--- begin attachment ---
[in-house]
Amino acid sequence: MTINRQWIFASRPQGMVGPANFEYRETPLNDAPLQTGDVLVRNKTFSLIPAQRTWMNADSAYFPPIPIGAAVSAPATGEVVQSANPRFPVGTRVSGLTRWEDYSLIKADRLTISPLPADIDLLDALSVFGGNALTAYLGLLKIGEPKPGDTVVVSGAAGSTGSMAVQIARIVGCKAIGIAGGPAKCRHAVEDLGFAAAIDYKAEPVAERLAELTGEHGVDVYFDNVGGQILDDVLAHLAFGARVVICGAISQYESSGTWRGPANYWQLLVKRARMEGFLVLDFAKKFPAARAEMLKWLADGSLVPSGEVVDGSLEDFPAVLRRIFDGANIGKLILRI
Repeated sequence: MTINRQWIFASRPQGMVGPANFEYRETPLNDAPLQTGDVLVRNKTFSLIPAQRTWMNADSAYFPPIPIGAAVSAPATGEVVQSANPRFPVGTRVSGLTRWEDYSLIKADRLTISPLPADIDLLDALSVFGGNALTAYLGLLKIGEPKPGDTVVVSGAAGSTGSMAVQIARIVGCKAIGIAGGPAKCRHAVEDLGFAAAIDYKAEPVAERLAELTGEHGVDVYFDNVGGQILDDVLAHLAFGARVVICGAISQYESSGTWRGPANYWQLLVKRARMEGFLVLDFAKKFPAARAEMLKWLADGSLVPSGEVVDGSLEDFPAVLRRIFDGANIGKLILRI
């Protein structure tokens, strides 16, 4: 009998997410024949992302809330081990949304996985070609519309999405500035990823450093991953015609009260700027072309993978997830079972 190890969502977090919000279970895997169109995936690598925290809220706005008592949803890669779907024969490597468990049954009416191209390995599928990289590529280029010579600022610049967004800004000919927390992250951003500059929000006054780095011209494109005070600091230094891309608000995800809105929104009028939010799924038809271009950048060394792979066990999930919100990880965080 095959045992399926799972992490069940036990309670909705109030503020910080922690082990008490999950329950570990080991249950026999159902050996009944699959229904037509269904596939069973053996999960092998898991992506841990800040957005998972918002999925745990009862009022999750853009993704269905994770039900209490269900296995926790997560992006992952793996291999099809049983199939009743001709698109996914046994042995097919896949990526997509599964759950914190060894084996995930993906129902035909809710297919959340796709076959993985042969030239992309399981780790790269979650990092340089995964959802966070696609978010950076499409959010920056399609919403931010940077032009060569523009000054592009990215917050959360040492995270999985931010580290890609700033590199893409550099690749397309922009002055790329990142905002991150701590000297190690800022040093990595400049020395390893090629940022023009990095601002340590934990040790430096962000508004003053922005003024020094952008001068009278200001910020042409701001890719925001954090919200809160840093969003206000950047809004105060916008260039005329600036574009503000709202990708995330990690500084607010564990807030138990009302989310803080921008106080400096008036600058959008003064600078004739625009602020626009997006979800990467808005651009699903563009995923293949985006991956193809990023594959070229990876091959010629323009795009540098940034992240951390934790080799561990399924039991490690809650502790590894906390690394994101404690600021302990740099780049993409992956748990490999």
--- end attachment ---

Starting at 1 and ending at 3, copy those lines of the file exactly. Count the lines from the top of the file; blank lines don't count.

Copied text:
[in-house]
Amino acid sequence: MTINRQWIFASRPQGMVGPANFEYRETPLNDAPLQTGDVLVRNKTFSLIPAQRTWMNADSAYFPPIPIGAAVSAPATGEVVQSANPRFPVGTRVSGLTRWEDYSLIKADRLTISPLPADIDLLDALSVFGGNALTAYLGLLKIGEPKPGDTVVVSGAAGSTGSMAVQIARIVGCKAIGIAGGPAKCRHAVEDLGFAAAIDYKAEPVAERLAELTGEHGVDVYFDNVGGQILDDVLAHLAFGARVVICGAISQYESSGTWRGPANYWQLLVKRARMEGFLVLDFAKKFPAARAEMLKWLADGSLVPSGEVVDGSLEDFPAVLRRIFDGANIGKLILRI
Repeated sequence: MTINRQWIFASRPQGMVGPANFEYRETPLNDAPLQTGDVLVRNKTFSLIPAQRTWMNADSAYFPPIPIGAAVSAPATGEVVQSANPRFPVGTRVSGLTRWEDYSLIKADRLTISPLPADIDLLDALSVFGGNALTAYLGLLKIGEPKPGDTVVVSGAAGSTGSMAVQIARIVGCKAIGIAGGPAKCRHAVEDLGFAAAIDYKAEPVAERLAELTGEHGVDVYFDNVGGQILDDVLAHLAFGARVVICGAISQYESSGTWRGPANYWQLLVKRARMEGFLVLDFAKKFPAARAEMLKWLADGSLVPSGEVVDGSLEDFPAVLRRIFDGANIGKLILRI